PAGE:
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The 10th Season of Women’s Will
Re-imagining the Timeless for a New Generation
by Philip Wong on Aug 03, 2007
It’s a fair assumption to say that everything that has ever been written down is open to interpretation. In literature, it’s never more true than on the stage and in the theatre. Whether undergoing various translations or suffering the degradations of time, works like Shakespeare’s ubiquitous “Romeo & Juliet” and Sophocles’ “Antigone” have themselves gone through enough variations in recent years to remain relevant for a long time coming. In all this time though, I doubt they’ve received the particular kind of attention that Women’s Will is about to give them.
Women’s Will, the Bay Area’s All-Female Shakespeare Company, is currently in its 10th season of performing works by that most famous of Elizabethan bards (as well as other writers) throughout Bay Area parks. Over the last decade, they’ve performed works as varied as “Twelfth Night”, “As You Like It”, “Lord Of The Flies”, “The Merchant Of Venice” and “The Importance Of Being Earnest”. Throughout each of their 10 seasons, the actors, producers and directors of Women’s Will have challenged the conventions of the stage and theatre with a multi-ethnic, gender-bending message that has sought to entertain as well as educate.
For its 10th season as a company, Women’s Will has chosen to focus on “how [they] came into being and what [they] hope to create in the lifetime of this company.” When selecting plays to accompany this season’s theme of “Re:Generation”, Artistic Director Erin Merritt found herself thinking about “generations of all kinds: birth, legacies, energy flow and cycles of life.” She believes that “Romeo & Juliet” as well as a modern re-imagining of the Greek tragedy “Antigone” by Mac Wellman both reflect and exemplify the ways in which our lives remain affected by our time and that of those before us.
The question of how to update a 16th century play for a 21st century audience must be an obstacle most theatre companies face, but thankfully, due to its all-female initiative, the Women’s Will production already has one trick in its bag; the single-sex staging and casting of Shakespeare’s day has remained in tact, albeit with the sex opposite convention. The more novel approach to the production lies in how Merritt and co. have decided to highlight the timelessness of the piece.
“There is something about "Romeo & Juliet" that is so obviously timeless and relevant that one has just to get out of the way and let it speak for itself, and for the most part that is just what we are doing,” explains Merritt. The principals of this staging can be residents of a medieval Verona or of any modern city because of the “fact that the issues of the play pop up in the real world generation after generation.”
While the play might be more famous for the paths of its star-crossed lovers, the real issues at work are how generational feuds get passed from one generation to the next. The things that separate each generation, in addition to being depicted on stage by different costumes from different time periods for each group, are further highlighted by their alienation from one another. It becomes obvious that “the gaps in values and communication that keep this Verona at war with itself” are the very same damages that we face in our modern time.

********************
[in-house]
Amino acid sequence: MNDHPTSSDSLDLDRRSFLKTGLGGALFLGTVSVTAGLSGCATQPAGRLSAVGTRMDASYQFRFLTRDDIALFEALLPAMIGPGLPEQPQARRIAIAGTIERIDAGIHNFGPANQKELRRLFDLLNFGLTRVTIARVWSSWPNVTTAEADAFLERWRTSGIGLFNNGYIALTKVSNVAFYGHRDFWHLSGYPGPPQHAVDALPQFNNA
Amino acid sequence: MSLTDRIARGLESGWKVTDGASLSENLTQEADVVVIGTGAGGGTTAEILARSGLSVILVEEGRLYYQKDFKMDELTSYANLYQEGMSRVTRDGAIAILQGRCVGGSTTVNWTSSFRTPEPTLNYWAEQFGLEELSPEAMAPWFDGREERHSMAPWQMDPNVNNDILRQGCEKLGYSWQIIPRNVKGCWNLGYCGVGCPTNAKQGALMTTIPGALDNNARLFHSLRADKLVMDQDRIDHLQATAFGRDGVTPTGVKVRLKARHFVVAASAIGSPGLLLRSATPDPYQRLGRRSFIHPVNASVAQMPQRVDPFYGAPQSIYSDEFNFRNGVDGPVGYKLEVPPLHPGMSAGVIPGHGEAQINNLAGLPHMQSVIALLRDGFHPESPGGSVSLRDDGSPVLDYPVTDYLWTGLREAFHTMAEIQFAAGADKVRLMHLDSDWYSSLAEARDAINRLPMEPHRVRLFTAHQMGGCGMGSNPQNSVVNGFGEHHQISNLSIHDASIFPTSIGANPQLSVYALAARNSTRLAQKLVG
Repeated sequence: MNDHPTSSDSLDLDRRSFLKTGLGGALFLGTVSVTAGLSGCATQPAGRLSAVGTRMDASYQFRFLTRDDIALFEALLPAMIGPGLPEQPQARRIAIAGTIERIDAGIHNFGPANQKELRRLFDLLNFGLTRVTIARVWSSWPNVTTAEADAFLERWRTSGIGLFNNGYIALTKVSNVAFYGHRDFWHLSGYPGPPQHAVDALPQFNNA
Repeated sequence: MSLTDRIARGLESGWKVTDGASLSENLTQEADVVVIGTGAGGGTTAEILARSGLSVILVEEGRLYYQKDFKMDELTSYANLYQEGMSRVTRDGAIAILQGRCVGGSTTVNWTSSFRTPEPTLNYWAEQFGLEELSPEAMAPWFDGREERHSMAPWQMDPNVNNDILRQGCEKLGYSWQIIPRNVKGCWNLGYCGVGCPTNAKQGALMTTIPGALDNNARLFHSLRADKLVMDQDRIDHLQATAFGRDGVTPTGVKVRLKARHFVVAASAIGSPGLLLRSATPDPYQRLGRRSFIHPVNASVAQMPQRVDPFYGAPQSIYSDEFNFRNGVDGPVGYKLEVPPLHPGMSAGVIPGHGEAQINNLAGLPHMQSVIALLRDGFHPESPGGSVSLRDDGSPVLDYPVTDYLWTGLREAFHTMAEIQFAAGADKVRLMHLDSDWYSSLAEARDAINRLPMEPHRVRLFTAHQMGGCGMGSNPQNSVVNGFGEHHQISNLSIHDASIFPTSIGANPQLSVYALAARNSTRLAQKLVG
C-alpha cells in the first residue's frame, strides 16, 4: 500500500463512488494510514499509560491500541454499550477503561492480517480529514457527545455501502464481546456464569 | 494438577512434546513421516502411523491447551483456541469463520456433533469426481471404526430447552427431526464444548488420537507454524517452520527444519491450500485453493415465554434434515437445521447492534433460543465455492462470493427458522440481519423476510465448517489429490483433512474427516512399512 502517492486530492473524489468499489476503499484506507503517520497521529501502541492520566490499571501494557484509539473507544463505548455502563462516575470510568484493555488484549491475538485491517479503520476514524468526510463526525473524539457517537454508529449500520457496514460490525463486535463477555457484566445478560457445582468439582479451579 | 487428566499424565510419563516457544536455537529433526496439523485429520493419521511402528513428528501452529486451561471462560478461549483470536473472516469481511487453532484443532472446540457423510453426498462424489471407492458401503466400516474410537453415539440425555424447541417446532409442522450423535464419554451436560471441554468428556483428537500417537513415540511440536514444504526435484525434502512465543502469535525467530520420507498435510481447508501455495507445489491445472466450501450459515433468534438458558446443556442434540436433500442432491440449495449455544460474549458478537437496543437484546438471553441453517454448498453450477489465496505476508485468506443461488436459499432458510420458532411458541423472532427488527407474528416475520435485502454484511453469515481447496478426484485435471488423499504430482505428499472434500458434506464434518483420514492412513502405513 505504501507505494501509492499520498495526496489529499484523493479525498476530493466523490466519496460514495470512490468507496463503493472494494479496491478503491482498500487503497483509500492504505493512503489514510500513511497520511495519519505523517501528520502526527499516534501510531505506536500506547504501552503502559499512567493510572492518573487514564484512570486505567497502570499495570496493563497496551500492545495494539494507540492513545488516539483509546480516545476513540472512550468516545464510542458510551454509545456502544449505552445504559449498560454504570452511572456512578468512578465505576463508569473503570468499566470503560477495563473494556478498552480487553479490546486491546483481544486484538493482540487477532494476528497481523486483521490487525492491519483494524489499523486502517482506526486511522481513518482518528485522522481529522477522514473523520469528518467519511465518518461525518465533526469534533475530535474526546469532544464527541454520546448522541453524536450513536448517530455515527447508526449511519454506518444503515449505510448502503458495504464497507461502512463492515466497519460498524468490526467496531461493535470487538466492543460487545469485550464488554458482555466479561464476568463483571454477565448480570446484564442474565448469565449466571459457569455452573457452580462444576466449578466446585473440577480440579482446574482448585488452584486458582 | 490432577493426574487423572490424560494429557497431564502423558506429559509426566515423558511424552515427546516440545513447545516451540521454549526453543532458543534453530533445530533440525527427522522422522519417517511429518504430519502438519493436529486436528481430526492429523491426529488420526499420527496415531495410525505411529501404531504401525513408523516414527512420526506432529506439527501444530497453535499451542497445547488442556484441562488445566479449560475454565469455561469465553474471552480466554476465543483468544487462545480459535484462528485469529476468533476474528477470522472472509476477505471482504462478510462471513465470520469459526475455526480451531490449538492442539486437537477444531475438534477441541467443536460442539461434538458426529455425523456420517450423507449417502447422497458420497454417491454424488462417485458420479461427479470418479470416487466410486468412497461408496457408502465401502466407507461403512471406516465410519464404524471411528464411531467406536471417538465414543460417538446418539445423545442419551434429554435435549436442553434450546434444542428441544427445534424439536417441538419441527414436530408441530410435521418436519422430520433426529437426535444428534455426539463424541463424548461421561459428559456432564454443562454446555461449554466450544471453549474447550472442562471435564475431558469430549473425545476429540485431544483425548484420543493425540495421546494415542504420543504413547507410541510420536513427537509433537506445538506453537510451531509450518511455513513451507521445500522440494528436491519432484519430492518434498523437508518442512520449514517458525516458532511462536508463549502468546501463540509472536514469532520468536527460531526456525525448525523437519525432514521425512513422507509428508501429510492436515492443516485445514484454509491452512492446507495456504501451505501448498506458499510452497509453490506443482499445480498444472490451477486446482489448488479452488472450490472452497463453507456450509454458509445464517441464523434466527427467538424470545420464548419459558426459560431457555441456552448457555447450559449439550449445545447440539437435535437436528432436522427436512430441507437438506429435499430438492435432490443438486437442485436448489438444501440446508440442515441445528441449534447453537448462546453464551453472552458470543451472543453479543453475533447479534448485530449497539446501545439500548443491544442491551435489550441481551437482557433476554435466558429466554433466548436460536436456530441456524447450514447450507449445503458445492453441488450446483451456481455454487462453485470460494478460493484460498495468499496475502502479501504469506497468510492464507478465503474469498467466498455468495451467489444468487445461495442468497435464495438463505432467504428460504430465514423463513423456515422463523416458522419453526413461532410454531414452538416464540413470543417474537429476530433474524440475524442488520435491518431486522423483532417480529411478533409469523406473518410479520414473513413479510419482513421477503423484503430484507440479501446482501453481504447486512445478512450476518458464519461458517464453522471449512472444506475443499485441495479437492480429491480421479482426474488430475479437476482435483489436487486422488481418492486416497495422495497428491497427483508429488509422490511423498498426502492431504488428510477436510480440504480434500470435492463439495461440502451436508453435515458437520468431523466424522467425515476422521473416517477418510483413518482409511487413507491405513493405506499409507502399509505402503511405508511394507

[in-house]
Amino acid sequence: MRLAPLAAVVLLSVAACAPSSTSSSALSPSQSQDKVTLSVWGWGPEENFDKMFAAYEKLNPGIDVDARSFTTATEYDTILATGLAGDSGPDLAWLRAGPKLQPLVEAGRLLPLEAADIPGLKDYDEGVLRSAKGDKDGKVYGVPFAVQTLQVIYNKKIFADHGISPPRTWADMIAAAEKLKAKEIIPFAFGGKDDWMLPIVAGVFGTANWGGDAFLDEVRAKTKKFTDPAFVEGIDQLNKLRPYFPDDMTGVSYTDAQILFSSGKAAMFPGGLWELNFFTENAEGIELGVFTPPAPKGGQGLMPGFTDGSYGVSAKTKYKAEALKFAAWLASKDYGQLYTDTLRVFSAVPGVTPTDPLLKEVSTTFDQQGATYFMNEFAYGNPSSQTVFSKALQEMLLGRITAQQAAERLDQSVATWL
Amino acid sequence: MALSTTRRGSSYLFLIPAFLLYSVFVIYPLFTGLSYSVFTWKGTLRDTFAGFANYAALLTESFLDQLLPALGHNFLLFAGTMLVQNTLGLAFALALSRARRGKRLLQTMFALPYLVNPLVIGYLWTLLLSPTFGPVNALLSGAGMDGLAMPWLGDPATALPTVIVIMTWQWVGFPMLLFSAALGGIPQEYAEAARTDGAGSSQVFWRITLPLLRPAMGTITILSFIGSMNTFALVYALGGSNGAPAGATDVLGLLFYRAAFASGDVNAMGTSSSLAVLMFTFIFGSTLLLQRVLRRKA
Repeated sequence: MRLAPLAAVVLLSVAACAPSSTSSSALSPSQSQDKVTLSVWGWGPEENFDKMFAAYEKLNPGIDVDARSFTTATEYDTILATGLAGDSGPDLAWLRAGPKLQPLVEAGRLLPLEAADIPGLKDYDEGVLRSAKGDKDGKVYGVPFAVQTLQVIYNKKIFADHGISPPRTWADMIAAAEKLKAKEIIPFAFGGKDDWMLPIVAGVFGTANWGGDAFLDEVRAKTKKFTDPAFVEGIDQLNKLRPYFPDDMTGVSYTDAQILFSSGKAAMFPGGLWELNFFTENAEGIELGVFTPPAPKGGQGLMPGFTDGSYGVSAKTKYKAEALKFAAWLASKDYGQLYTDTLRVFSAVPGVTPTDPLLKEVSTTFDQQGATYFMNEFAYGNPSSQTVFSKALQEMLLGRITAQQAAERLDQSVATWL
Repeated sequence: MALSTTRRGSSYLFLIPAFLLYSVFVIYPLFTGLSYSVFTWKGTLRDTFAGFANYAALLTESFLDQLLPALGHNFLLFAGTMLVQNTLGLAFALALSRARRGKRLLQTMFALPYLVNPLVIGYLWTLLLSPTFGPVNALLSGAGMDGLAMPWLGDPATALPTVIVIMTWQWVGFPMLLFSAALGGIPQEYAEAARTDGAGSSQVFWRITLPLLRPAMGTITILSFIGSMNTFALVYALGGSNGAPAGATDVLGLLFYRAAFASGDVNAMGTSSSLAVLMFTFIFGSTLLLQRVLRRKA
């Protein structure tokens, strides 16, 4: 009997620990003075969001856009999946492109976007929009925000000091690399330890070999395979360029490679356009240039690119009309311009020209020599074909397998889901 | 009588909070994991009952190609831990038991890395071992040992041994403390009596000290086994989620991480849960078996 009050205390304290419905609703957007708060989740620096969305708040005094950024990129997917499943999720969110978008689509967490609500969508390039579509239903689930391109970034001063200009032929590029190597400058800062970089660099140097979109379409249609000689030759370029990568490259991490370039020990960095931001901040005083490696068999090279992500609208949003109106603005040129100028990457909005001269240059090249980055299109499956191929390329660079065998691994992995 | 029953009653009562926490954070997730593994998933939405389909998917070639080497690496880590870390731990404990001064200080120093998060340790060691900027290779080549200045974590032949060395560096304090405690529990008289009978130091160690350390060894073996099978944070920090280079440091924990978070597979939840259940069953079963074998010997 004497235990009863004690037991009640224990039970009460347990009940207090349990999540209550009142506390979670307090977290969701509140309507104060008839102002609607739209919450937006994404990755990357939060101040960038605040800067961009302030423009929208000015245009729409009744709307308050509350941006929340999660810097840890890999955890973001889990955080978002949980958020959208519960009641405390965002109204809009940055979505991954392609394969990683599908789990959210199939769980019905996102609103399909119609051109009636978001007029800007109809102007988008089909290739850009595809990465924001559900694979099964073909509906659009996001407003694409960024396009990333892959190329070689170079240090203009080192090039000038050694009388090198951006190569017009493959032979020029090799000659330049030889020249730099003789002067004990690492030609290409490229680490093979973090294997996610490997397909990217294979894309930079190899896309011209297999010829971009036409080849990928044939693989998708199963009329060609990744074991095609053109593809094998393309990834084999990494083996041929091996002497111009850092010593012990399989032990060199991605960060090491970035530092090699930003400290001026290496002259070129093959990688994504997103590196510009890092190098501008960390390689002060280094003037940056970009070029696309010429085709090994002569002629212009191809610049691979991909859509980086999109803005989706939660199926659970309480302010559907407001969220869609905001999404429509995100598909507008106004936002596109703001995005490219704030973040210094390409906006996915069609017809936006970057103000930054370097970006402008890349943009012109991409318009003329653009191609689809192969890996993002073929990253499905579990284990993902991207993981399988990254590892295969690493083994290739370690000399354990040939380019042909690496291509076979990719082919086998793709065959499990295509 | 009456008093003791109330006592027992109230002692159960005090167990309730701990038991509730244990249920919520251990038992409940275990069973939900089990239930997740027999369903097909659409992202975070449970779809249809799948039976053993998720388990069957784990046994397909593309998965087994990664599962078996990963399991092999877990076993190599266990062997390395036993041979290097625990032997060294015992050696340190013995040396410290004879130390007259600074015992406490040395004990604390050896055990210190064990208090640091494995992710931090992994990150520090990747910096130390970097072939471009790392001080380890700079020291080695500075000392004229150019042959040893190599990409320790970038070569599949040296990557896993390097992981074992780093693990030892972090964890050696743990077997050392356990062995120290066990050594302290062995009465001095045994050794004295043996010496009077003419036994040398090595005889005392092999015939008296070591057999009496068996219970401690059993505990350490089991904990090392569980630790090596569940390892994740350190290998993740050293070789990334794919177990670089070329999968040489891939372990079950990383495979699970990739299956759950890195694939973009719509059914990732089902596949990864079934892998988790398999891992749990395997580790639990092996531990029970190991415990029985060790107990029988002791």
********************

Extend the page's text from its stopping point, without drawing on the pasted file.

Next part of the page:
Later on in the fall, Women’s Will stages the Bay Area premiere of Mac Wellman’s “Antigone”, which they proclaim is not the same Greek tragedy that many of us read in school. This experimental production on Greek tradition, which promises the same multi-ethnic, same-sex appeal as all those before it, acts as a pre-cursor to Sophocles’ “Antigone,” in which the main characters from the original tragedy are played by the Three Fates.
Wellman’s “Antigone” marks Sophocles’ Theban setting as the beginning of time. The way in which this play pulls the Sophoclean legend of Antigone and its clash of values out of its historical timeframe renders the performance a pre-historical take on the message of past effecting future. In what is essentially a timeless past, it follows the Three Fates as they unwind the strands of their own immortal lives on their way to becoming the Three Graces. Along the way, audiences will be treated to music, dance and a truly experimental performance.
This season's themes of timelessness and universality were selected by Woman’s Will with the intent of seeking a way to remain relevant without having to make any major shifts to the texts. Rather than change words that are in some cases millennia old, the artists at Woman’s Will make use of their unisex cast to preserve the classical themes while offering a fresh perspective and interpretation. That the ongoing success of this all-female company has in achieving its goal can be marked by a 10 year anniversary is a small feat neither on nor off the stage in any time.
For more information, including showtimes and locations, please visit http://www.womenswill.org.
by Philip Wong on Aug 03, 2007
Romeo & Juliet